Australian researchers have published the findings of a study that raises further questions about the implementation of COVIDSafe contact detection, which was released by the Australian federal government as part of its pandemic. COVID-19:. Jim Mussared of George Robotics and Alwen Tiu of the Australian National University identified a "silent" problem in applications detecting contacts based on Bluetooth, this time on Android devices. It is a vulnerability that can allow an intruder to be silently connected to one another Android device running a vulnerable version of the application. The login process involves exchanging permanent victim IDs: the IP address of the Bluetooth device and a cryptographic key called the Identity Resolving Key (IRK). One of these IDs can be used for long-term surveillance of a phone by an attacker. Explaining the research findings, Mussared said that this vulnerability is very likely to allow an attacker to silently connect to a user's phone while running the COVIDSafe application. Specifically, he pointed out that as soon as the pairing is done, the attacker is given the opportunity to permanently monitor the phone, even after uninstalling the COVIDSafe application or even resetting the phone to factory settings. The way this is done is with the MAC address report, which will respond to L2CAP pings, he added in a tweet. Vulnerability referred to DTA 45 days ago and was repaired with COVIDSafe version 1.0.18 24 days ago.
Mussared said it was "really great" that the DTA was able to find a solution to this problem, but expressed concern that the COVIDSafe application depended on the use of Bluetooth in a way that was not designed for it. Connects to any unreliable device that happens to be within range. This issue was a consequence of not using it Apple / Google Exposure Notification API. If the EN API was used, the application would be more functional, reliable and secure. While the local version is stable, vulnerability can affect many other contact detection applications that have similar architecture, such as Singapore's TraceTogether and Alberta's ABTraceTogether.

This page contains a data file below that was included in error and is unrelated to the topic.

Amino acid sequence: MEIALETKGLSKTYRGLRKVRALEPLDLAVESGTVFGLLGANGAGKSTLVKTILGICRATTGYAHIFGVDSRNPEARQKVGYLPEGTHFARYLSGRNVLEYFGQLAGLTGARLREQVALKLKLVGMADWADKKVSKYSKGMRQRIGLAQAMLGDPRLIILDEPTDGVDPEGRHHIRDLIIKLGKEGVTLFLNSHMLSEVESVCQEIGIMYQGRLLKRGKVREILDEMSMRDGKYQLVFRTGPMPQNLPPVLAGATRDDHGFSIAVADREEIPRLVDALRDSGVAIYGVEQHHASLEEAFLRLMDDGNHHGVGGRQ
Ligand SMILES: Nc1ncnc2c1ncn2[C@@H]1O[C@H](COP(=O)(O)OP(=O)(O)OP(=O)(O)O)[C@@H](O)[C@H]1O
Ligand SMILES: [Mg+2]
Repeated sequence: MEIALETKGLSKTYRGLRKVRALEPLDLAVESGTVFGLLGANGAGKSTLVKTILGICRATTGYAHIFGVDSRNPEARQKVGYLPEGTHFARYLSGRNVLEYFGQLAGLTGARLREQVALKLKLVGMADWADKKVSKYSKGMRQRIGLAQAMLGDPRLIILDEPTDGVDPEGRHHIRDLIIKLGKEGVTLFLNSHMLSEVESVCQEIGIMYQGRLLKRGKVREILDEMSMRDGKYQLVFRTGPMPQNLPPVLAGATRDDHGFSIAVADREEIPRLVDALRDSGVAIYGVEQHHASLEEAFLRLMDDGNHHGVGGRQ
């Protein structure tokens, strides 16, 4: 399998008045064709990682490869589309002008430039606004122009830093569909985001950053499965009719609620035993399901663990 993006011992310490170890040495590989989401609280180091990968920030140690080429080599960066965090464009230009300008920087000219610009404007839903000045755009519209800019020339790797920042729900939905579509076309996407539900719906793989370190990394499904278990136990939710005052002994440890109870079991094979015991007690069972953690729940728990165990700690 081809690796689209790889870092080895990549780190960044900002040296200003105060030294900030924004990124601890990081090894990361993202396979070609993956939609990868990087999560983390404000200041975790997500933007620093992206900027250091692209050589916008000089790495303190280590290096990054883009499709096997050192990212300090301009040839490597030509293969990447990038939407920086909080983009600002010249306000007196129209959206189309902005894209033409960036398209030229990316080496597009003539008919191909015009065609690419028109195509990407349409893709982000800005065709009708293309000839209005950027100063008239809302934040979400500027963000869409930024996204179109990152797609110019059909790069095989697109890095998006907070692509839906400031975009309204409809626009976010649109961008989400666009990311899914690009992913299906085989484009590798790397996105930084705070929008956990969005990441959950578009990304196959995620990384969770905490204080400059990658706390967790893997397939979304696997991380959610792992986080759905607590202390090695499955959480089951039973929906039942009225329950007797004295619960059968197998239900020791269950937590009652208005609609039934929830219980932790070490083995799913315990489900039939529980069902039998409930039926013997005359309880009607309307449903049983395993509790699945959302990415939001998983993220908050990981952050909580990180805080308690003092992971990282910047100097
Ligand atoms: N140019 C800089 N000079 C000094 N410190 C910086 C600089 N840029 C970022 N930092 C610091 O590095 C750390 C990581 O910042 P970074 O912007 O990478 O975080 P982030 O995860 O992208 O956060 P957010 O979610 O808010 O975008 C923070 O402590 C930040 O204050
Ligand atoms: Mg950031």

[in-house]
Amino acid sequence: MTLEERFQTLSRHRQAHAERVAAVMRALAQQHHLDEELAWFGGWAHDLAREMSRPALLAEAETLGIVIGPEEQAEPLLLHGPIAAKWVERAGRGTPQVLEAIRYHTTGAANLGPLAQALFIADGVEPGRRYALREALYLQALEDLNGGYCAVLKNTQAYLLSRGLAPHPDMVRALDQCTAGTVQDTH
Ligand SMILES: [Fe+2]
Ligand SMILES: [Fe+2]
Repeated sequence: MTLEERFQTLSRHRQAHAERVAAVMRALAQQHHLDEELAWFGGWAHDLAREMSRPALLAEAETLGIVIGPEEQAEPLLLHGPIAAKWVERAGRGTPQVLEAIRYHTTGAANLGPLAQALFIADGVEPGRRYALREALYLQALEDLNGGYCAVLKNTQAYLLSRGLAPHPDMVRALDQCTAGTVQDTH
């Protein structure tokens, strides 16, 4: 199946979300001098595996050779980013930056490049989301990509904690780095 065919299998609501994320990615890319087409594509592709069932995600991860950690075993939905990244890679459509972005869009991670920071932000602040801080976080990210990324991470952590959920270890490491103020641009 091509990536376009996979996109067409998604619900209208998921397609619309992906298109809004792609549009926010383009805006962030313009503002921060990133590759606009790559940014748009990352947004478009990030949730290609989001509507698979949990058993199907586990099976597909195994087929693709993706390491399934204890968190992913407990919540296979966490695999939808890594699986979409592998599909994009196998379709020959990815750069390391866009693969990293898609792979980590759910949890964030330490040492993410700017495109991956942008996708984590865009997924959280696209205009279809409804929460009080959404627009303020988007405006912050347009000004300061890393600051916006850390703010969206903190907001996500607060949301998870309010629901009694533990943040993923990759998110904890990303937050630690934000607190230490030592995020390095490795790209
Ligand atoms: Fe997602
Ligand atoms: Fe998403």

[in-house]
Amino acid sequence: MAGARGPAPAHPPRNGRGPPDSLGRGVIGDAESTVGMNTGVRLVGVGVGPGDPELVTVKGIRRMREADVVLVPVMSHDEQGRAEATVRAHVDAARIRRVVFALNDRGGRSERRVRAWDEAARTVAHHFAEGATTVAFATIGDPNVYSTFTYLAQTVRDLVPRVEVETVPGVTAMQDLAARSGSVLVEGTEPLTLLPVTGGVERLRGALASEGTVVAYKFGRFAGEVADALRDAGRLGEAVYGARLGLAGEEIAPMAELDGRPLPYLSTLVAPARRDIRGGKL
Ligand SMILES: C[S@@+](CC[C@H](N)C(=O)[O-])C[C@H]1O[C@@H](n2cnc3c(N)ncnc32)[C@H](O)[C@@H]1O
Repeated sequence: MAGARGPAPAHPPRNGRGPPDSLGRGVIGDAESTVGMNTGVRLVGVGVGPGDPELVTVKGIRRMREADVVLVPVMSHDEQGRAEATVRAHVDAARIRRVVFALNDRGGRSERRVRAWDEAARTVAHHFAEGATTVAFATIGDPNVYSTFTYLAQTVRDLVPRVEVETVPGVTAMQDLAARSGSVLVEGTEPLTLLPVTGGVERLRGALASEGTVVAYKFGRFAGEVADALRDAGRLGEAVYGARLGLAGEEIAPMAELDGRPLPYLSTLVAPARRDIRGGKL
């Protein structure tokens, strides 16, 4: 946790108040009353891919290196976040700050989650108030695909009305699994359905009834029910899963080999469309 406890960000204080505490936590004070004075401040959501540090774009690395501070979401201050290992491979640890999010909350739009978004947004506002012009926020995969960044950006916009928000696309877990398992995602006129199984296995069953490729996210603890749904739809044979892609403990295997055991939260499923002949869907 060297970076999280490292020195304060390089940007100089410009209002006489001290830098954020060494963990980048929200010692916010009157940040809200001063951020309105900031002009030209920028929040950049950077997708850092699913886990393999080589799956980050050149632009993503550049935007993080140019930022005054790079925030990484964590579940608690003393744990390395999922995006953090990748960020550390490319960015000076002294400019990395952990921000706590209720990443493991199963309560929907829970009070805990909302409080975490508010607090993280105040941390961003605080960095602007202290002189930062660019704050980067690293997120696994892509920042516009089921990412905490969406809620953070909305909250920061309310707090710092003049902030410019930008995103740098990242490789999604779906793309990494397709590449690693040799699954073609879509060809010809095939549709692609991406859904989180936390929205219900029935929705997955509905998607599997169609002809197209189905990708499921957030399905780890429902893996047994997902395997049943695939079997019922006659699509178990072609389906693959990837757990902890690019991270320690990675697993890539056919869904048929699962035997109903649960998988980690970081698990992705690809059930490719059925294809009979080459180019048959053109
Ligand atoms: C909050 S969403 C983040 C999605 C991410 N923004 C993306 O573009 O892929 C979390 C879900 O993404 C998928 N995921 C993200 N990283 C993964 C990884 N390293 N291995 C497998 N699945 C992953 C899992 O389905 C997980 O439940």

The UK has decided to abolish its own tracking application, and will rely on its APIs. Google and Apple. Although not a viable solution, at this point an app based on Google's or Apple's API appears to be likely to face some of the limitations identified through testing, according to the UK's Ministry of Health and Social Welfare. However, there is still much to be done regarding the Google and Apple solution, which does not currently estimate the distance in the required way. Earlier this week, it was revealed that the DTA was aware that the COVIDSafe application had serious flaws, despite promoting it for public use on April 26, 2020. In addition, according to the survey, the locked ones iPhone transmit data in “bad” rating. Software engineer Richard Nelson published research showing that locked iPhones were virtually useless for recording through the COVIDSafe app. He also mentioned that a locked iPhone with ID that has expired can not create a new ID and that without the ID the device will detect other devices around it, but it will not be detectable by other devices.
The DTA reported in May that tests were performed on the operation and performance of the Apple iOS and Google Android versions of the COVIDSafe application prior to its release. In particular, 179 functional tests were performed. Performance tests were also performed according to the technical requirements. The DTA told ZDNet that it continues to receive feedback on the COVIDSafe application from developers, noting that it will continue to release updates to it in order to offer a range of performance, security and accessibility improvements as required. Finally, he stressed that the Australian community does not need to worry, as the application works safely and effectively. As of last Friday, more than 6,3 million Australians have downloaded the app. For similar applications in other countries, Germany's "Corona-Warn" application reached 6,5 million downloads within 24 hours, which means that it was downloaded by about 7,8% of the country's population.